It can produce alteration in the physiological functions of the body and is associated with many diseases. Lead is a carcinogenic substance that causes damage to the DNA repair mechanism, cellular tumour regulating genes, and chromosomal structure and sequence by releasing ROS. Exposure to lead toxicity on liver cells increases oxidative stress resulting in liver damage.
Chromium (Cr) is found in the earth’s crust and seawater and is a naturally occurring heavy metal in industryial processes. It is present in petroleum and coal, chromium steel, pigment oxidants, fertilizers, catalyst, oil well drilling and metal plating tanneries.
The primary route of exposure for nonoccupational human populations occurs via ingestion of chromium-containing food and water or dermal contact with products containing chromium. Chemical industries release a large amount of Cr into the soil, groundwater, and air which causes health issues in humans, animals, and marine life.
Bioaccumulation of Chromium in the Human Body can cause a variety of diseases that ranges from dermal, renal, neurological, and GI diseases to the development of several cancers including lungs, larynx, bladder, kidneys, testicles, bone, and thyroid. High doses of hexavalent chromium reduce the phagocytic action of alveolar macrophages and the humoral immune response.
Chromium Exposure also causes the development of allergic contact dermatitis.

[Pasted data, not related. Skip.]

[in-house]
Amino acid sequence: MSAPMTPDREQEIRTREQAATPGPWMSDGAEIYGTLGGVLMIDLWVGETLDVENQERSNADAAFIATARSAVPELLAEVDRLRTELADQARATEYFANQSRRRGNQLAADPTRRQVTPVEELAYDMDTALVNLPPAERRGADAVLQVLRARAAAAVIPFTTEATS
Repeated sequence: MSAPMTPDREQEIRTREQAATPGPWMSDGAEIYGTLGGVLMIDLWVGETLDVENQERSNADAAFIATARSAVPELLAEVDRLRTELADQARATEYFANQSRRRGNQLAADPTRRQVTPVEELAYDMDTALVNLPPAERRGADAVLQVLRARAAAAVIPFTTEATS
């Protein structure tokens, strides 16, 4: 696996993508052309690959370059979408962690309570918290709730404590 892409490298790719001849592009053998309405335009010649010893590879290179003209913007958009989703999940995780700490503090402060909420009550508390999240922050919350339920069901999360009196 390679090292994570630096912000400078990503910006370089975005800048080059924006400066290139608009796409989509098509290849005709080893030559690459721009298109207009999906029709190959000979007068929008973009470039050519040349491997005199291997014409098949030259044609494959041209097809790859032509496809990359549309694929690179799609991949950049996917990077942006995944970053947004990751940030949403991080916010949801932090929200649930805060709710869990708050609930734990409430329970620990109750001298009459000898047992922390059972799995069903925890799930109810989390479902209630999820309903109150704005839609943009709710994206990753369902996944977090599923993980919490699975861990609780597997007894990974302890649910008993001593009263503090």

Cadmium occurs naturally in soil and minerals such as sulfide, sulfate, carbonate, chloride, and hydroxide salts as well as in water.
Cadmium is emitted through industrial processes and from cadmium smelters into sewage sludge, fertilizers, and groundwater which can remain in soils and sediments for several decades and be taken up by plants. Therefore, significant human exposure to cadmium can be by the ingestion of contaminated foodstuffs especially cereals, grains, fruits and leafy vegetables as well as contaminated beverages.
Cadmium exposure may also occur through smoking, which is capable of elevating blood and urine cadmium concentrations. Necessary mechanisms in the body can be disturbed due to Cadmium water contamination which possibly results in short-term or long-term disorders. Cadmium is a toxicant and carcinogenic metal that induces kidney disease, bone disease, and cardiovascular disease.
Low to moderate cadmium exposure results in hypertension, diabetes, carotid atherosclerosis, peripheral arterial disease, chronic kidney disease, myocardial infarction, stroke, and heart failure.
Arsenic is a harmful heavy metal that is exposed to the human body through occupational or contaminated food and water. The primary mode of absorption for Arsenic is through Small Intestine. Other routes of exposure are skin contact and inhalation.
Arsenic is a known reproductive toxin in humans, Inorganic arsenic impairs male reproduction by reducing the weights of the testes, the accessory sex organs, and the number of sperm in the epididymis. Aside from affecting sperm production, inorganic arsenic exposure also causes variations in testosterone and gonadotropin levels, as well as disturbances in the steroidogenesis process.
In females, arsenic consumption is associated with an increased incidence of endometrial cancer. Symptoms of endometriosis, subfertility, prematurity, sterility and spontaneous abortions are all caused by these conditions. Acute and Chronic Arsenic Toxicity also leads to the dysfunction of numerous vital enzymes. Arsenic Exposure causes Arsenical keratosis and hyperpigmentation of the skin.
A High Dose of Arsenic Exposure may also develop skin cancer. Arsenic causes epigenetic alterations, damage to DNA, changes in the p53 protein's expression, histone modifications, DNA methylation and reduced p21 expression.
Thus, the Toxic Mechanism of heavy metals is a growing concern and has widespread harmful effects on the human body that requires preventive and effective treatment.